Your building’s ventilation system plays a crucial role in ensuring the health and comfort of its occupants. However, it’s essential to evaluate whether your current ventilation system is up to the task.
According to research from Harvard T.H. Chan School of Public Health, the air quality within an office can significantly impact employees’ cognitive functions. This includes response times and ability to focus, as well as affecting their productivity.
When it comes to ensuring a healthy and productive indoor environment, your ventilation system plays a pivotal role. Yet, not all ventilation systems are created equal. To optimize your indoor air quality, you need to ask the right questions and make informed choices.
In this blog post, we’ll explore six crucial questions you should be asking about your ventilation system to ensure it’s up to the task. From air quality measurement to energy efficiency and scalability, understanding these factors can lead to a healthier and more optimized indoor environment for everyone.
6 questions to ask of your ventilation system:
1. Does it measure the quality of air?
What is ‘good air quality? Measuring indoor air quality is about:
- Ensuring there is adequate ventilation and distribution of clean air
- Making sure contaminants are controlled.
- Making the temperature and humidity level comfortable for everyone.
A lot of ventilation systems have been designed with the perception that ‘outdoor air is good air’. Ventilation systems pull in air from the outside and circulate that throughout the building. But those systems very rarely monitor that fresh air for quality.
What are the benefits of monitoring air quality:
- Clean air that is safe to breathe
- Healthy people
- Energy savings
- Green building certifications
Erik Vallgårda, Business Area Manager for Sally R, who provide real estate and all types of properties an easy, scalable cloud solution for securing healthy and safe indoor air quality, says most systems only control ventilation with a standard air flow rate.
“This keeps a constant air exchange rate in order to ventilate a building, and it only measures and controls the temperature of the air,” says Erik.
“This is based on the perception that the outdoor air is good, and if enough air from the outside is brought into the property, the air quality inside will be good.” But if outdoor air can be polluted, that means there are emissions in the building as well. This is why it’s important to constantly measure the air quality inside and you need an optimized ventilation system that will do that constantly.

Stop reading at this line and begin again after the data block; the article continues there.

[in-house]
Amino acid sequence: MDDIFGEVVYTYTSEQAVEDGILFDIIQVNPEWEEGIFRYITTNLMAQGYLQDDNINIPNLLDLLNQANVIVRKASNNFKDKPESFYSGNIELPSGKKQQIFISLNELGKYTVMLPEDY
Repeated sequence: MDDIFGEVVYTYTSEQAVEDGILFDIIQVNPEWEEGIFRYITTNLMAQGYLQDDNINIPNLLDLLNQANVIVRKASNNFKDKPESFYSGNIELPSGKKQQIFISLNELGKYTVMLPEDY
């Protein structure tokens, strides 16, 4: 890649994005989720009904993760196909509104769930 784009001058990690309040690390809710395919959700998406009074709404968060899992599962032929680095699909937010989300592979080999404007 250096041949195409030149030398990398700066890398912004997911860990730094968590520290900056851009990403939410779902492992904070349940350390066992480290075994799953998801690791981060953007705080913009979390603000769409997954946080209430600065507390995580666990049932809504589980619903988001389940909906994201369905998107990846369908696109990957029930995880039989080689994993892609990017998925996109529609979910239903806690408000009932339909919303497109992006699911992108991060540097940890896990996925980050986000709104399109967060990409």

2. Does it use too much energy?
According to the International Energy Agency (IEA), ventilation and air conditioning will soon use about 13% of all electricity worldwide, and produce 2bn tonnes of CO2 a year. Most general ventilation systems are typically running full flow all the time and are not optimized to work efficiently. If there are extra pre-defined parameters that have to be added into the system, whether that is to check CO2 levels or increase ventilation to a larger part of the building, this might lower the energy, but it is costly and not at all scalable to implement. This energy consumption is not good for the environment, as the emissions hurt the climate around us all.
Of course, there are solutions that tackle energy consumption, but they have drawbacks when it comes to air quality and economy of operation. One ventilation solution, demand controlled ventilation (DCV), is a method of using monitors to assess real-time air quality data and introduce variable amounts of fresh air “on-demand” based on the number of people in the building. However, they can’t handle multi-parameters of air quality and they are very costly to implement.
“Adding more parameters into these pre-defined systems adds more and more complexity and generally creates problems for the operation,” says Erik Vallgårda
3. Does it clean the air of harmful substances?
In today’s post-pandemic world, more people are aware of just how important it is to have good quality air in a building. But it’s not just viruses we should be concerned about, bad air quality and air pollution can actually end up causing serious illnesses too. Unfortunately, many people still think opening the window is enough to have clean air in a room, when this simply isn’t the case. In fact, it can make it worse.